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Coffee House US Election

Can America survive Donald Trump?

5 May 2016

4:37 PM

5 May 2016

4:37 PM

There have been many hyperbolic headlines about Donald Trump these last few days and weeks, so I’d like to add my own – can America survive the Donald as president?

I don’t mean that, as chief executive, he’s going to become a dictator and begin world war three, although as this week’s leader points out, his opposition to free trade could be seriously bad news.

Rather, Trump is a product of a noticeable trend in American life – the extreme polarisation of its political system – and he’s bound to accelerate it.  Research shows that the median Republican and Democrat position on many issues has noticeably moved away from the centre, while the percentage of each group who have a negative view of the other has sharply increased. Add to this the fact that an increasing number of Americans are living in politically polarised counties, and that many would disapprove of a family member dating a member of the opposite political tribe.

These are not good signs, but what I find most disturbing are stories like this recent one about three American cities barring employees from traveling to North Carolina. If you wanted to polarise your nation in the long-term and create the possibility of violent conflict, then boycotting parts of the country simply because they are politically different to you is just about the best way to go about it. When goods stop crossing borders, armies will start, which is why Trump’s anti-China rhetoric is far more disturbing than his anti-Mexico talk.


Europeans seem to view the Republican Party as being off the wall, but both sides of the American divide have extreme elements. As Righteous Mind author Jonathan Haidt and his colleagues in Heterodox Academy point out, younger American liberals are also extremely intolerant on many issues, vested with that Puritan-Yankee certainty which is both inspiringly idealistic and very tiresome. Unless this polarisation declines, there will eventually come a time when a presidential election is not recognised by a large segment of the population.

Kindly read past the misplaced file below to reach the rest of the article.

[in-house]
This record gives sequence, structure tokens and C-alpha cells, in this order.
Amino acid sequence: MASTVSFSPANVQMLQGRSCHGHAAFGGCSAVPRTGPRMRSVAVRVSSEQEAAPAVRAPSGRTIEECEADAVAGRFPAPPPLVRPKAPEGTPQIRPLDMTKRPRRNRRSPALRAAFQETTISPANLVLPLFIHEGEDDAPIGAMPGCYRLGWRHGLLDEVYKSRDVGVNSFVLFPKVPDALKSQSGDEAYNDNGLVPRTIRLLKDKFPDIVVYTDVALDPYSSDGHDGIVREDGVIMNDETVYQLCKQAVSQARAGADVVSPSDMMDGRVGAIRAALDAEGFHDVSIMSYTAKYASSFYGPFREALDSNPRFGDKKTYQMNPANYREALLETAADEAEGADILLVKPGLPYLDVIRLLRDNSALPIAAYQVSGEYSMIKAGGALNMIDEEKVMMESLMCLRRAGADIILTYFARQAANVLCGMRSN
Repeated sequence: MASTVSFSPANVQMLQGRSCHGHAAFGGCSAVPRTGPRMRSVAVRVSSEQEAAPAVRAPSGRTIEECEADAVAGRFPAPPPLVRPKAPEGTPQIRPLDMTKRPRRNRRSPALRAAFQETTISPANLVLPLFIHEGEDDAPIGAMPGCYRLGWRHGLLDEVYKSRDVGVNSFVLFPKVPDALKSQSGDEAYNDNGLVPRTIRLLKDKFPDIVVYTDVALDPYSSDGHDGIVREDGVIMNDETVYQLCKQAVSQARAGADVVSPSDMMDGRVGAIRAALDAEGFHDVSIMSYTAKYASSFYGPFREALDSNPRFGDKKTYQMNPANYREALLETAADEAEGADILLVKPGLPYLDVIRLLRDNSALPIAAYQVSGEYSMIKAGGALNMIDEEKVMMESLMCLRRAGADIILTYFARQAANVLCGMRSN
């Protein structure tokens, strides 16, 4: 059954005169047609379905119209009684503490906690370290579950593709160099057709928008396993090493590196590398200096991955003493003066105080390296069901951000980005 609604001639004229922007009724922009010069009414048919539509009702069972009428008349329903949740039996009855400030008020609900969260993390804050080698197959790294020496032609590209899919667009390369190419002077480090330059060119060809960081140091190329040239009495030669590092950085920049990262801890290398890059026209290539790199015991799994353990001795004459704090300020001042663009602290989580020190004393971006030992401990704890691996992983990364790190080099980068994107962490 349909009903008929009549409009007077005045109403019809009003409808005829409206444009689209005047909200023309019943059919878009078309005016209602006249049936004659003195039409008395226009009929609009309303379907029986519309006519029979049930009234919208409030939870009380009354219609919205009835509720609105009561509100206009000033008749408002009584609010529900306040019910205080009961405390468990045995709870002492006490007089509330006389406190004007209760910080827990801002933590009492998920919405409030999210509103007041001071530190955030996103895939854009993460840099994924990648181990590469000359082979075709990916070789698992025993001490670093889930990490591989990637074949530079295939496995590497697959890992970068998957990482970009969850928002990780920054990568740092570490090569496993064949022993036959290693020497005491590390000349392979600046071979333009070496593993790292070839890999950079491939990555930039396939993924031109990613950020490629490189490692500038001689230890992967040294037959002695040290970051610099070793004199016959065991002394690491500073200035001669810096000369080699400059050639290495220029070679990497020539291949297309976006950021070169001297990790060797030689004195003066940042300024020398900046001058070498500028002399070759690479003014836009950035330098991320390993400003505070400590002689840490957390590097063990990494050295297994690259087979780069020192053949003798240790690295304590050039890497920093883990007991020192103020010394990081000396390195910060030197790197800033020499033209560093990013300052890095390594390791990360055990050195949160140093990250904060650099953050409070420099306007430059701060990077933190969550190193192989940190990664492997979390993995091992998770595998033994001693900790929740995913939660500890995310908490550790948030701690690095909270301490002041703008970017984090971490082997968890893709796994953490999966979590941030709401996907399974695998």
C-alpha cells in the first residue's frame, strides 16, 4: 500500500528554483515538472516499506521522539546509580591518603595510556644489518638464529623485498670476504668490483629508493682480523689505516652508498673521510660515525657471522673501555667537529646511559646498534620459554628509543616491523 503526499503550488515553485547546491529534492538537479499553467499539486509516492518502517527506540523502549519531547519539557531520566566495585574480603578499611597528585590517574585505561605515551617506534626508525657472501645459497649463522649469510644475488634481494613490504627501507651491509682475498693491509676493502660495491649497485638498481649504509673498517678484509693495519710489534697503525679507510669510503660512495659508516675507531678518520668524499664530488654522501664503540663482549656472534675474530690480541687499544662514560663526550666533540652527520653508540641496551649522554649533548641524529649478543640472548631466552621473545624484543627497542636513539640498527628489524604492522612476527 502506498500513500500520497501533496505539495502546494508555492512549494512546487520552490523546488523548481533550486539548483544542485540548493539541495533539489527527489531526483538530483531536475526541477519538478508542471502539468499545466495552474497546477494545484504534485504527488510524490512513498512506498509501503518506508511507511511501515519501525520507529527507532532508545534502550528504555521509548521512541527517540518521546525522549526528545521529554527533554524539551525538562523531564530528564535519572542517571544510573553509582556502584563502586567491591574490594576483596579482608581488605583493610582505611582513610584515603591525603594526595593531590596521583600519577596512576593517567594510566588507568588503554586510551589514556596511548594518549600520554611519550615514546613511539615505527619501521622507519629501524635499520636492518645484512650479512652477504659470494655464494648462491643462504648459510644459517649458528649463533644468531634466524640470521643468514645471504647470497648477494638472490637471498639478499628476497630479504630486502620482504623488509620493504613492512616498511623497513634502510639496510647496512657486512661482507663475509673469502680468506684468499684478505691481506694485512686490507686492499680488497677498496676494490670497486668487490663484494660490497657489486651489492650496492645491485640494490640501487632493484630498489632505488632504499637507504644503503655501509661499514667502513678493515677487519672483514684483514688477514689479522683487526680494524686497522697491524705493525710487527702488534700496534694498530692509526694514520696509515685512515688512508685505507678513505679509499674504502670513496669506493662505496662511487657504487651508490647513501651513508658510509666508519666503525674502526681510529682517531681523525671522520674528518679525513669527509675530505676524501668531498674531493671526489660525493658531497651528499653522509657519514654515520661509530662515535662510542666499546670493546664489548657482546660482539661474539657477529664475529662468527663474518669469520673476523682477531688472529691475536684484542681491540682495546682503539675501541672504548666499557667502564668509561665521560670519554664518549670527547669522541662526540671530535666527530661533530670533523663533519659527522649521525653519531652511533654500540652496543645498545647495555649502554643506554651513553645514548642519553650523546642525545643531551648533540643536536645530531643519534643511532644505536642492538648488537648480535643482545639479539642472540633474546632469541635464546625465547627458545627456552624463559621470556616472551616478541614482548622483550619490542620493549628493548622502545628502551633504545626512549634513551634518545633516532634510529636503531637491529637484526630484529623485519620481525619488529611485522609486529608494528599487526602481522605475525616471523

Trump is a symptom of this increased polarisation, not a cause, but he will certainly make it worse, simply by his rhetoric if nothing else. After all, he is in many ways a product of identity politics; whereas the Democrats have used it to represent minorities, Trump now plays the same game to stand for a declining (and in particular struggling) white majority. As whites move towards a minority, it seems logical, if not inevitable, that identity politics will play a greater role.

A nation is more than just a register of voters paying tax to get services; it relies on social capital, and unless there is a shared idea of nationhood then whoever ends up in power lacks true legitimacy in the eyes of large amounts of the electorate. America’s real weakness may be the idea of a ‘proposition nation’, the (relatively recent) concept that American-ness is defined not by shared history but by adherence to a certain set of values. This is the result of the social changes of the 1960s, including the 1965 Immigration Act that opened the borders to non-Europeans, and the transition of the country from being historically white (with a partially excluded black minority) to multicultural.

This is all well and good on paper, or at least on the cinema screen, but defining a country by its values is not only illiberal, but also incredibly weak at creating social solidarity. As it is, America’s social solidarity is in steep decline, as can be inferred by the declining trust people feel. Democracy and good government generally depend on things like trust, without which people are far more likely to put their trust in demagogues.

The logical thing, of course, would be for the country to divide, and perhaps if the Republican and Democrat areas were contiguous, as in 1861, this is what would happen. Personally as an outsider that seems to make more sense, although I’m a bit wacky in supporting the idea of a world of 1,000 micro-states, which would allow everyone to try out their ideal of a society rather than forcing it on others; if some people wanted to set up countries where illegal immigrants were classified as ‘dreamers’ and where anyone could use a women’s toilet, then good luck to them, they have my full support, but to quote the late Sam Goldwyn, include me out.

The worst thing about a Trump presidency, from a British point of the view, would be enduring four years of BBC comedy about him. If that were to happen, then world war three couldn’t come soon enough.


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